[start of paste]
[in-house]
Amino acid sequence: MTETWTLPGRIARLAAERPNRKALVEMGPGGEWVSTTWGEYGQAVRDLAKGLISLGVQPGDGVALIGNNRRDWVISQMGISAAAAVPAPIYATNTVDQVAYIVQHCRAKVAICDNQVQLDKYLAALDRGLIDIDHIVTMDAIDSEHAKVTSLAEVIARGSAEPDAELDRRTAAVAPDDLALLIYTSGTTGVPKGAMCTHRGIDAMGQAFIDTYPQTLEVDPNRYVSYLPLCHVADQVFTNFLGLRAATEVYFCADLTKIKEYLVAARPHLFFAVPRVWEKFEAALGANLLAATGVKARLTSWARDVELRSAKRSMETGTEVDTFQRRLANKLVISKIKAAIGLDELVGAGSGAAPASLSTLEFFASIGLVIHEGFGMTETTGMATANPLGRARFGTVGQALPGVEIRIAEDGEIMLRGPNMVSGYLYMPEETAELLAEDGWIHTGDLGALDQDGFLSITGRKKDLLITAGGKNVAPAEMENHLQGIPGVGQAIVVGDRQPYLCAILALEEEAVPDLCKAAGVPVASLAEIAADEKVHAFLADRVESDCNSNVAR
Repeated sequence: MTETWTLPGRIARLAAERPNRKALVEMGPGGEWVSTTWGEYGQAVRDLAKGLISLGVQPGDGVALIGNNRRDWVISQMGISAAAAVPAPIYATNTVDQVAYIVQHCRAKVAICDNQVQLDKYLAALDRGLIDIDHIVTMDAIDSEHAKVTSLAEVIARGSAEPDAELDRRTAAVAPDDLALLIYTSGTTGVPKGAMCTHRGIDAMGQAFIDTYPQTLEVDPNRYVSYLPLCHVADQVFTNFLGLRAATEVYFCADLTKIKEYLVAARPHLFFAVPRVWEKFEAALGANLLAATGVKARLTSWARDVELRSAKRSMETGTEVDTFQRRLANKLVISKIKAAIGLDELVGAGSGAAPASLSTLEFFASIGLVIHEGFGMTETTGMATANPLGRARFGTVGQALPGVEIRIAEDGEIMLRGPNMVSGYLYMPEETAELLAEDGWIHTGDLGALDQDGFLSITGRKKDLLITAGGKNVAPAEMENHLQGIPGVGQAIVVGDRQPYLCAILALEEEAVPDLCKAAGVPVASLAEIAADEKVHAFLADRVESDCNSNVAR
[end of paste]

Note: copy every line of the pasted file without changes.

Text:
[in-house]
Amino acid sequence: MTETWTLPGRIARLAAERPNRKALVEMGPGGEWVSTTWGEYGQAVRDLAKGLISLGVQPGDGVALIGNNRRDWVISQMGISAAAAVPAPIYATNTVDQVAYIVQHCRAKVAICDNQVQLDKYLAALDRGLIDIDHIVTMDAIDSEHAKVTSLAEVIARGSAEPDAELDRRTAAVAPDDLALLIYTSGTTGVPKGAMCTHRGIDAMGQAFIDTYPQTLEVDPNRYVSYLPLCHVADQVFTNFLGLRAATEVYFCADLTKIKEYLVAARPHLFFAVPRVWEKFEAALGANLLAATGVKARLTSWARDVELRSAKRSMETGTEVDTFQRRLANKLVISKIKAAIGLDELVGAGSGAAPASLSTLEFFASIGLVIHEGFGMTETTGMATANPLGRARFGTVGQALPGVEIRIAEDGEIMLRGPNMVSGYLYMPEETAELLAEDGWIHTGDLGALDQDGFLSITGRKKDLLITAGGKNVAPAEMENHLQGIPGVGQAIVVGDRQPYLCAILALEEEAVPDLCKAAGVPVASLAEIAADEKVHAFLADRVESDCNSNVAR
Repeated sequence: MTETWTLPGRIARLAAERPNRKALVEMGPGGEWVSTTWGEYGQAVRDLAKGLISLGVQPGDGVALIGNNRRDWVISQMGISAAAAVPAPIYATNTVDQVAYIVQHCRAKVAICDNQVQLDKYLAALDRGLIDIDHIVTMDAIDSEHAKVTSLAEVIARGSAEPDAELDRRTAAVAPDDLALLIYTSGTTGVPKGAMCTHRGIDAMGQAFIDTYPQTLEVDPNRYVSYLPLCHVADQVFTNFLGLRAATEVYFCADLTKIKEYLVAARPHLFFAVPRVWEKFEAALGANLLAATGVKARLTSWARDVELRSAKRSMETGTEVDTFQRRLANKLVISKIKAAIGLDELVGAGSGAAPASLSTLEFFASIGLVIHEGFGMTETTGMATANPLGRARFGTVGQALPGVEIRIAEDGEIMLRGPNMVSGYLYMPEETAELLAEDGWIHTGDLGALDQDGFLSITGRKKDLLITAGGKNVAPAEMENHLQGIPGVGQAIVVGDRQPYLCAILALEEEAVPDLCKAAGVPVASLAEIAADEKVHAFLADRVESDCNSNVAR